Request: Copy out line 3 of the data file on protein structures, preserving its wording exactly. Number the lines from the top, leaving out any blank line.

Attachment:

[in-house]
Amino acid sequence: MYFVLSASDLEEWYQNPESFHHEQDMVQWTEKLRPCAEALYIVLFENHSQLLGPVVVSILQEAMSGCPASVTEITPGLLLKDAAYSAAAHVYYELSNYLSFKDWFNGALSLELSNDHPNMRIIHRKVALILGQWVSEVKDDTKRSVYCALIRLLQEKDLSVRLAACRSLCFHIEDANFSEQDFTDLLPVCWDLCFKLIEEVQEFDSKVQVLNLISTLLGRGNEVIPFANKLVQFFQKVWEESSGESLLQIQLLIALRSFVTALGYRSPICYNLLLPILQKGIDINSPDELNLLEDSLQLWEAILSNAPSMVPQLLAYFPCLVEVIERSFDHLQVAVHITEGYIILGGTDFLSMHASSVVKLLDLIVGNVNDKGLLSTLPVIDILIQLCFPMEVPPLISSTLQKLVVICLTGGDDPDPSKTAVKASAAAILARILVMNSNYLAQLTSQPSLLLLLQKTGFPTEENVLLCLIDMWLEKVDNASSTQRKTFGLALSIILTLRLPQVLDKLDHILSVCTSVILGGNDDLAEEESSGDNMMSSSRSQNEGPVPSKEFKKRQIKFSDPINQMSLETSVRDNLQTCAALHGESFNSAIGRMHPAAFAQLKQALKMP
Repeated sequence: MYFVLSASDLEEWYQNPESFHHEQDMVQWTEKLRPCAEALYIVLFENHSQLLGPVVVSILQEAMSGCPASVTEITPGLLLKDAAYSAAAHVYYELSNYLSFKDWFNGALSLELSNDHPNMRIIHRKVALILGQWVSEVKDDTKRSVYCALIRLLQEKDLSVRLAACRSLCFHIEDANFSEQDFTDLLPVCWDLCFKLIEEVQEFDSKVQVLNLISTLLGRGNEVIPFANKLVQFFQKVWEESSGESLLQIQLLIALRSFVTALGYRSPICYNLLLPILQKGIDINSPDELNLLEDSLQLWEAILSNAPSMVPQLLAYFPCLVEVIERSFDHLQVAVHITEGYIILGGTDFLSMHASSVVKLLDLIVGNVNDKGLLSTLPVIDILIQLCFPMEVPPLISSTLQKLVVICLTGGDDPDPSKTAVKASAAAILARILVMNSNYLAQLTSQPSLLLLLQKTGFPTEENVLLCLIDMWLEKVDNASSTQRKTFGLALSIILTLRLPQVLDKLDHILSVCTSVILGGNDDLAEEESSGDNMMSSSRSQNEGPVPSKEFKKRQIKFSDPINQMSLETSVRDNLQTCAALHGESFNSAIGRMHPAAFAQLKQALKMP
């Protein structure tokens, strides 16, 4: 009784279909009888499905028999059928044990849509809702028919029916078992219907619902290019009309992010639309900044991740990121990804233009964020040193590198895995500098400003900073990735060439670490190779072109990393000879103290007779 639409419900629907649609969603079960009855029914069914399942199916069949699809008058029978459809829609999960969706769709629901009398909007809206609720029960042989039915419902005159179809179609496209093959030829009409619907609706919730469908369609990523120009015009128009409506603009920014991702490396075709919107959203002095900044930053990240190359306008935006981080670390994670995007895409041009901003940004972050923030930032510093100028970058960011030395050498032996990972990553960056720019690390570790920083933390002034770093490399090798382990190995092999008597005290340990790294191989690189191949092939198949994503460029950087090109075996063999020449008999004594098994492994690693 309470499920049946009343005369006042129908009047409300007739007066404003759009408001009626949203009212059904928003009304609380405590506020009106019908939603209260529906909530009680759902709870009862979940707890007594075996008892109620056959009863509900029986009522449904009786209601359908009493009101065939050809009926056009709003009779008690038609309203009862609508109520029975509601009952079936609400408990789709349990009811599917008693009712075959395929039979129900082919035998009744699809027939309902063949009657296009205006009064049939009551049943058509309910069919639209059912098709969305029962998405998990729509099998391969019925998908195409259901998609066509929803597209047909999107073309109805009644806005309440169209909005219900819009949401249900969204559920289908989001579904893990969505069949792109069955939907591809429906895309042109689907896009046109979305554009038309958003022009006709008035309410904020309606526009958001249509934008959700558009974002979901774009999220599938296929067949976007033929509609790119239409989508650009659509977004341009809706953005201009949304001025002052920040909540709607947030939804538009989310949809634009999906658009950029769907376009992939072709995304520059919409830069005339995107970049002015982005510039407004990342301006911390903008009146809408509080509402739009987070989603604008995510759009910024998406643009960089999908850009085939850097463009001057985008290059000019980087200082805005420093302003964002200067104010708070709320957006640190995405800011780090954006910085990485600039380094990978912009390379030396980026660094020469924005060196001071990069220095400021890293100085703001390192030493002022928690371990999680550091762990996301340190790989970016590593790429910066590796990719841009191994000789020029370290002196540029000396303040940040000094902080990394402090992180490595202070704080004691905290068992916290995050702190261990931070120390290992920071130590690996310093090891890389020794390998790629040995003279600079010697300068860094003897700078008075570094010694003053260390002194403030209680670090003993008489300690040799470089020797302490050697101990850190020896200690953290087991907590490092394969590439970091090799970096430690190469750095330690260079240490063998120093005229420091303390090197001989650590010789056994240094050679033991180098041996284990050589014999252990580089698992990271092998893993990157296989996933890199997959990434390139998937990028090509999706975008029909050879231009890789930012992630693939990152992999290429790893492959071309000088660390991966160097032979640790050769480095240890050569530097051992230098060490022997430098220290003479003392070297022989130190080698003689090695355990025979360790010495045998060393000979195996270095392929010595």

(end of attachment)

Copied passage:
Repeated sequence: MYFVLSASDLEEWYQNPESFHHEQDMVQWTEKLRPCAEALYIVLFENHSQLLGPVVVSILQEAMSGCPASVTEITPGLLLKDAAYSAAAHVYYELSNYLSFKDWFNGALSLELSNDHPNMRIIHRKVALILGQWVSEVKDDTKRSVYCALIRLLQEKDLSVRLAACRSLCFHIEDANFSEQDFTDLLPVCWDLCFKLIEEVQEFDSKVQVLNLISTLLGRGNEVIPFANKLVQFFQKVWEESSGESLLQIQLLIALRSFVTALGYRSPICYNLLLPILQKGIDINSPDELNLLEDSLQLWEAILSNAPSMVPQLLAYFPCLVEVIERSFDHLQVAVHITEGYIILGGTDFLSMHASSVVKLLDLIVGNVNDKGLLSTLPVIDILIQLCFPMEVPPLISSTLQKLVVICLTGGDDPDPSKTAVKASAAAILARILVMNSNYLAQLTSQPSLLLLLQKTGFPTEENVLLCLIDMWLEKVDNASSTQRKTFGLALSIILTLRLPQVLDKLDHILSVCTSVILGGNDDLAEEESSGDNMMSSSRSQNEGPVPSKEFKKRQIKFSDPINQMSLETSVRDNLQTCAALHGESFNSAIGRMHPAAFAQLKQALKMP